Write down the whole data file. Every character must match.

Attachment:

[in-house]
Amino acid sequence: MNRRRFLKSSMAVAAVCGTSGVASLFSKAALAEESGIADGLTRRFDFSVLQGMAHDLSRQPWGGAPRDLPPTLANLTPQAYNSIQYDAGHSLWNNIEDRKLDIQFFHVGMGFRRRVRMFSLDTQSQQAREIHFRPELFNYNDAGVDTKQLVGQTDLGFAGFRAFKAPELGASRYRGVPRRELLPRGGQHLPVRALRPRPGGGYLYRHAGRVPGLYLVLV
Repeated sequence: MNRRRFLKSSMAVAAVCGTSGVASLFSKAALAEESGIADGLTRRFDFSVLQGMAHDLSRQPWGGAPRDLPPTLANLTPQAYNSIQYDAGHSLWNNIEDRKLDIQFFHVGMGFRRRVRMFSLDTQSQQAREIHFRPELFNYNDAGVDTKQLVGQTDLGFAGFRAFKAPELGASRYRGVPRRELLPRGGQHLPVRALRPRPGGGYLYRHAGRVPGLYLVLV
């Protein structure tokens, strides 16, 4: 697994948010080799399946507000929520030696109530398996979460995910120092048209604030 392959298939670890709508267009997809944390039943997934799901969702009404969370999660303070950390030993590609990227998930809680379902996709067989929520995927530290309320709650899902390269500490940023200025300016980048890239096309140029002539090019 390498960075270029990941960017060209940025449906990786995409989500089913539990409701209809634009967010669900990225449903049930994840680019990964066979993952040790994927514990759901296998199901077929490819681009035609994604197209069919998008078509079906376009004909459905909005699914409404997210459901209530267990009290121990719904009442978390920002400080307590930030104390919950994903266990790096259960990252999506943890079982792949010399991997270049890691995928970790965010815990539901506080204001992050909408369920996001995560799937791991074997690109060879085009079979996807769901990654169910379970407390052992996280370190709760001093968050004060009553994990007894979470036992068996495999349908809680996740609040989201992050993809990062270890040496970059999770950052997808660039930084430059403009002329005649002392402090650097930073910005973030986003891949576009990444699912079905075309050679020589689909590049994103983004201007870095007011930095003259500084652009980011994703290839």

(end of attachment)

[in-house]
Amino acid sequence: MNRRRFLKSSMAVAAVCGTSGVASLFSKAALAEESGIADGLTRRFDFSVLQGMAHDLSRQPWGGAPRDLPPTLANLTPQAYNSIQYDAGHSLWNNIEDRKLDIQFFHVGMGFRRRVRMFSLDTQSQQAREIHFRPELFNYNDAGVDTKQLVGQTDLGFAGFRAFKAPELGASRYRGVPRRELLPRGGQHLPVRALRPRPGGGYLYRHAGRVPGLYLVLV
Repeated sequence: MNRRRFLKSSMAVAAVCGTSGVASLFSKAALAEESGIADGLTRRFDFSVLQGMAHDLSRQPWGGAPRDLPPTLANLTPQAYNSIQYDAGHSLWNNIEDRKLDIQFFHVGMGFRRRVRMFSLDTQSQQAREIHFRPELFNYNDAGVDTKQLVGQTDLGFAGFRAFKAPELGASRYRGVPRRELLPRGGQHLPVRALRPRPGGGYLYRHAGRVPGLYLVLV
């Protein structure tokens, strides 16, 4: 697994948010080799399946507000929520030696109530398996979460995910120092048209604030 392959298939670890709508267009997809944390039943997934799901969702009404969370999660303070950390030993590609990227998930809680379902996709067989929520995927530290309320709650899902390269500490940023200025300016980048890239096309140029002539090019 390498960075270029990941960017060209940025449906990786995409989500089913539990409701209809634009967010669900990225449903049930994840680019990964066979993952040790994927514990759901296998199901077929490819681009035609994604197209069919998008078509079906376009004909459905909005699914409404997210459901209530267990009290121990719904009442978390920002400080307590930030104390919950994903266990790096259960990252999506943890079982792949010399991997270049890691995928970790965010815990539901506080204001992050909408369920996001995560799937791991074997690109060879085009079979996807769901990654169910379970407390052992996280370190709760001093968050004060009553994990007894979470036992068996495999349908809680996740609040989201992050993809990062270890040496970059999770950052997808660039930084430059403009002329005649002392402090650097930073910005973030986003891949576009990444699912079905075309050679020589689909590049994103983004201007870095007011930095003259500084652009980011994703290839």